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The water crisis in Flint underscores again the need for more transparent and accountable government in Michigan, which starts with changing the state’s Freedom of Information Act (FOIA) laws, among other improvements.

The Legislature and governor’s office must be subject to FOIA. The exemptions they enjoy block the public from information and communications at the highest levels of state government that is rightly theirs.

Changing the law will require bipartisan support in the Legislature, and the political will to do the right thing. But Flint should provide the pressure to get lawmakers to act in the public interest.

Michigan’s laws on transparency and access are some of the weakest in the country.

The state received an F in 10 of the 13 categories of government operations that were examined in the State Integrity Investigation, a data-driven assessment of state government transparency and accountability conducted by the Center for Public Integrity and Global Integrity.

Michigan joins Massachusetts as the only states in the country that exempt both lawmakers and the governor from FOIA.

Here the governor is explicitly exempted. Lawmakers were carved out in a 1986 opinion by then-Attorney General Frank Kelley on the original 1976 law.

Gov. Rick Snyder, as a candidate in 2010, said in an interview with the Mackinac Center for Public Policy that he’d support lifting the exemptions for both the Legislature and the governor’s office. He should be held to that pledge.

Reps. Ed McBroom, R-Vulcan, and Jeremy Moss, D-Southfield, are working on legislation to get rid of the exemption.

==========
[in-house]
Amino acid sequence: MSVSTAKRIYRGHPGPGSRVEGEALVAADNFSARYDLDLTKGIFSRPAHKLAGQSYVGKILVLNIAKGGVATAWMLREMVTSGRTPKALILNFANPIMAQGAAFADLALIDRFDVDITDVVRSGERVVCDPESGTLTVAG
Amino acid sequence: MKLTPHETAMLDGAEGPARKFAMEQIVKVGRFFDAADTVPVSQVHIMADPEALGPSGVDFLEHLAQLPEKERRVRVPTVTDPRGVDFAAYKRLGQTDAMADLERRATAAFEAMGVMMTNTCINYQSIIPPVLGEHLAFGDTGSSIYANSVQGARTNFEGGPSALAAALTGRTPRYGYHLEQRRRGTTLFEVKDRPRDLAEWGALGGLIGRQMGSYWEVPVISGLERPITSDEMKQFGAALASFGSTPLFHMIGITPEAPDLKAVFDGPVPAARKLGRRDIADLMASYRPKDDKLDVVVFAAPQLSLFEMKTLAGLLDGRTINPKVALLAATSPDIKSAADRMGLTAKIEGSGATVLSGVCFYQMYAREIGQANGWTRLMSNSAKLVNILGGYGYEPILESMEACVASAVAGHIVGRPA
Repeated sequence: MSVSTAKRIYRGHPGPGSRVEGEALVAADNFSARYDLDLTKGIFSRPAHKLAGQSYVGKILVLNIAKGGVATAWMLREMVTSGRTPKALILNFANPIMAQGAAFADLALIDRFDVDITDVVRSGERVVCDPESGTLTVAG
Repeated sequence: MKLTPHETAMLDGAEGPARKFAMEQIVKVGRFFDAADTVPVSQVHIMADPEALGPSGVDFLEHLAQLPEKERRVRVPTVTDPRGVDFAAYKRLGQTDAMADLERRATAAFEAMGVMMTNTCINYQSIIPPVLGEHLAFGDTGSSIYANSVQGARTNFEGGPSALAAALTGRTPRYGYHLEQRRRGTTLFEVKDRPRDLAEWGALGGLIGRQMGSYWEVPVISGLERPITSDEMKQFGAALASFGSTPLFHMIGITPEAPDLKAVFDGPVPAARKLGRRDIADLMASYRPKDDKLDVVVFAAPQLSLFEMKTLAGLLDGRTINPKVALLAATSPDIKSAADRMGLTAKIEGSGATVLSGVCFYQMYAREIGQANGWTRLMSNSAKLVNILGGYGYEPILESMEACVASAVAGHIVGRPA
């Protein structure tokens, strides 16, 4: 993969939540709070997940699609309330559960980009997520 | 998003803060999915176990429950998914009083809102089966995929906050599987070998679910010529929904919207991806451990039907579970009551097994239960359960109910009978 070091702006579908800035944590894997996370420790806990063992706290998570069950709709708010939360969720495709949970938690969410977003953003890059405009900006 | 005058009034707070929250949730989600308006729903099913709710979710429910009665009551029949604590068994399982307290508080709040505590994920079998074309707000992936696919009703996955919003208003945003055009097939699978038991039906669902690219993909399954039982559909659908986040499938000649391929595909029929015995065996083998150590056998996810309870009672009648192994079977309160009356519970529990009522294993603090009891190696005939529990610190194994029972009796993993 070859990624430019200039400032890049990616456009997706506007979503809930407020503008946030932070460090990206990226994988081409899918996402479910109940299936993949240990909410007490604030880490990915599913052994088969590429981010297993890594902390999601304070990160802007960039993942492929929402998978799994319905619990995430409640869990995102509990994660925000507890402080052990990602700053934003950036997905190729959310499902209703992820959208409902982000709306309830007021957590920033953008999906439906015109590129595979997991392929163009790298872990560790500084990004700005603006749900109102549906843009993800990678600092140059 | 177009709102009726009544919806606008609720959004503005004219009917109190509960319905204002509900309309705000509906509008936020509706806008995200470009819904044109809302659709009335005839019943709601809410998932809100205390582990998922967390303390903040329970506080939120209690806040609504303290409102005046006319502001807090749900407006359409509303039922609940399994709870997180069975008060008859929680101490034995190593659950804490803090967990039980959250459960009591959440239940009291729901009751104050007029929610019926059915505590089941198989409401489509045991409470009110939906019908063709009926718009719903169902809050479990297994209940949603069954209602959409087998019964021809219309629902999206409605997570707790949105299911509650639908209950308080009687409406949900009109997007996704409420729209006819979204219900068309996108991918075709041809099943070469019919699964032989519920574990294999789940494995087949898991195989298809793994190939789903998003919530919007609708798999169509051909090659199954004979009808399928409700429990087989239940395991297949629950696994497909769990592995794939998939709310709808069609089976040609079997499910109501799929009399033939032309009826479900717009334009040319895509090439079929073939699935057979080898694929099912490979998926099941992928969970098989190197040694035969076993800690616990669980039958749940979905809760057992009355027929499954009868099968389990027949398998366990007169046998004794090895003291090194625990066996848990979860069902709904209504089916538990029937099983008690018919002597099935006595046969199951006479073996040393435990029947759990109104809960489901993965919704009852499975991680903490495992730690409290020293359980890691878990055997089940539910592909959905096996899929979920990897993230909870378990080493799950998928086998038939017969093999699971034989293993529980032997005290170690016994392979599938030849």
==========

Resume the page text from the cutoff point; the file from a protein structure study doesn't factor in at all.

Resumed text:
Certain communications, such as medical records and other sensitive communications between lawmakers and constituents, should be protected. Separate privacy laws might already cover them, or such provisions can be worked into a new law.

But to provide blanket shelter for correspondence, phone records, appointment schedules and reports from the people is inappropriate, and both the Legislature and the governor must recognize it as such.

“Several things happened in the last year to illustrate its time to change the law,” said Lisa McGraw at the Michigan Press Association, noting last year’s Courser-Gamrat scandal, as well as the developing situations in Flint and with the Detroit Public Schools. “Getting those two exemptions removed is our highest priority right now.”

In addition, changes should be made to financial disclosure and lobbying laws. The state doesn’t require elected officials to disclose financial holdings and outside income, which protects judges, lawmakers and others from revealing a conflict they might have in a potential dispute regarding taxpayer money.

There’s no requirement for a “cooling-off” period for non-elected state officials who directly leave their jobs to lobby. At least 17 states have such restrictions on lawmakers who leave office to lobby.

Michigan’s only restriction on former lawmakers is that they’re not allowed to lobby for the remainder of the term from which they resigned. Further, lawmakers can accept “nominal” gifts from lobbyists, and the impetus is on lobbyists, not lawmakers, to report them.

The public has a right to access information that affects them, and that pertains to how their politicians are being influenced by special interests. This opportunity to leverage the various crises and scandals Michigan has endured to force a more transparent government should not be squandered.

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